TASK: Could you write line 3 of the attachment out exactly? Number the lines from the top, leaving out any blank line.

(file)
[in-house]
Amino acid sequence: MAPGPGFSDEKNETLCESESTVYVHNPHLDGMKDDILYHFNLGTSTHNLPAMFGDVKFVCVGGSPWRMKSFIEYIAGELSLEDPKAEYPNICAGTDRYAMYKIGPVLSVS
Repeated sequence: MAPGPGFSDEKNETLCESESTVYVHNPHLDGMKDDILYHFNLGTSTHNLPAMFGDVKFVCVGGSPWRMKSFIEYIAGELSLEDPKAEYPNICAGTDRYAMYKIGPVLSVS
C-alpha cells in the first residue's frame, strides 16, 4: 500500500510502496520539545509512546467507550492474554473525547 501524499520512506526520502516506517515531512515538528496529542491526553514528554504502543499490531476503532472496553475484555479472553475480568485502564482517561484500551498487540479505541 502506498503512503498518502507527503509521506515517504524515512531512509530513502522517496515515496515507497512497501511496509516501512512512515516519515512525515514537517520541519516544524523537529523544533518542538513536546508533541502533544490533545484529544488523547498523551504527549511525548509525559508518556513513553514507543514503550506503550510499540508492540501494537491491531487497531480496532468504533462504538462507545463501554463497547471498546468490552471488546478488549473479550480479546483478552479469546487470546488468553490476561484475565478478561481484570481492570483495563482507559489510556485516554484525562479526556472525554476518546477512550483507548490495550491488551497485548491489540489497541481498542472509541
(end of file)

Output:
Repeated sequence: MAPGPGFSDEKNETLCESESTVYVHNPHLDGMKDDILYHFNLGTSTHNLPAMFGDVKFVCVGGSPWRMKSFIEYIAGELSLEDPKAEYPNICAGTDRYAMYKIGPVLSVS